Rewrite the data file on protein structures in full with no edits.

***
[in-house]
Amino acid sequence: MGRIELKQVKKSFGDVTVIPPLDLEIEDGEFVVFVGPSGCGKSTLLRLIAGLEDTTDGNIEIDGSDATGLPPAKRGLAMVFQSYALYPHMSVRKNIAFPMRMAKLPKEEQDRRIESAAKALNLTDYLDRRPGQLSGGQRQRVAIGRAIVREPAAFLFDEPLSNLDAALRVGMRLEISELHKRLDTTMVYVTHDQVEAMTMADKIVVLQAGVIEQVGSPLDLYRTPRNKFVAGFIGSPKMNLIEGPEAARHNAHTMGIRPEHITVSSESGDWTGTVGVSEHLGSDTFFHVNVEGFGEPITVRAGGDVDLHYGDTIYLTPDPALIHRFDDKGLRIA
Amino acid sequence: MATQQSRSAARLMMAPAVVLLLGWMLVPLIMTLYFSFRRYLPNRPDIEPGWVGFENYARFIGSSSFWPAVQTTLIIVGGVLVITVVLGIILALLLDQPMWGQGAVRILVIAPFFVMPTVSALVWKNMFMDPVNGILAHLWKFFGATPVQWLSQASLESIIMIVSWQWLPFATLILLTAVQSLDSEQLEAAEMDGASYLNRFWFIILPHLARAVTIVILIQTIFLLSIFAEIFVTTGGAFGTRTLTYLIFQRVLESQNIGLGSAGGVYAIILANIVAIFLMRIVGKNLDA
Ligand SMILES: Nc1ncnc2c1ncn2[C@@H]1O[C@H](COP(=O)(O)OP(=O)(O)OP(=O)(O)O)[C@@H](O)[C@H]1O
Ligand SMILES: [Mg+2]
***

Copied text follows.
[in-house]
Amino acid sequence: MGRIELKQVKKSFGDVTVIPPLDLEIEDGEFVVFVGPSGCGKSTLLRLIAGLEDTTDGNIEIDGSDATGLPPAKRGLAMVFQSYALYPHMSVRKNIAFPMRMAKLPKEEQDRRIESAAKALNLTDYLDRRPGQLSGGQRQRVAIGRAIVREPAAFLFDEPLSNLDAALRVGMRLEISELHKRLDTTMVYVTHDQVEAMTMADKIVVLQAGVIEQVGSPLDLYRTPRNKFVAGFIGSPKMNLIEGPEAARHNAHTMGIRPEHITVSSESGDWTGTVGVSEHLGSDTFFHVNVEGFGEPITVRAGGDVDLHYGDTIYLTPDPALIHRFDDKGLRIA
Amino acid sequence: MATQQSRSAARLMMAPAVVLLLGWMLVPLIMTLYFSFRRYLPNRPDIEPGWVGFENYARFIGSSSFWPAVQTTLIIVGGVLVITVVLGIILALLLDQPMWGQGAVRILVIAPFFVMPTVSALVWKNMFMDPVNGILAHLWKFFGATPVQWLSQASLESIIMIVSWQWLPFATLILLTAVQSLDSEQLEAAEMDGASYLNRFWFIILPHLARAVTIVILIQTIFLLSIFAEIFVTTGGAFGTRTLTYLIFQRVLESQNIGLGSAGGVYAIILANIVAIFLMRIVGKNLDA
Ligand SMILES: Nc1ncnc2c1ncn2[C@@H]1O[C@H](COP(=O)(O)OP(=O)(O)OP(=O)(O)O)[C@@H](O)[C@H]1O
Ligand SMILES: [Mg+2]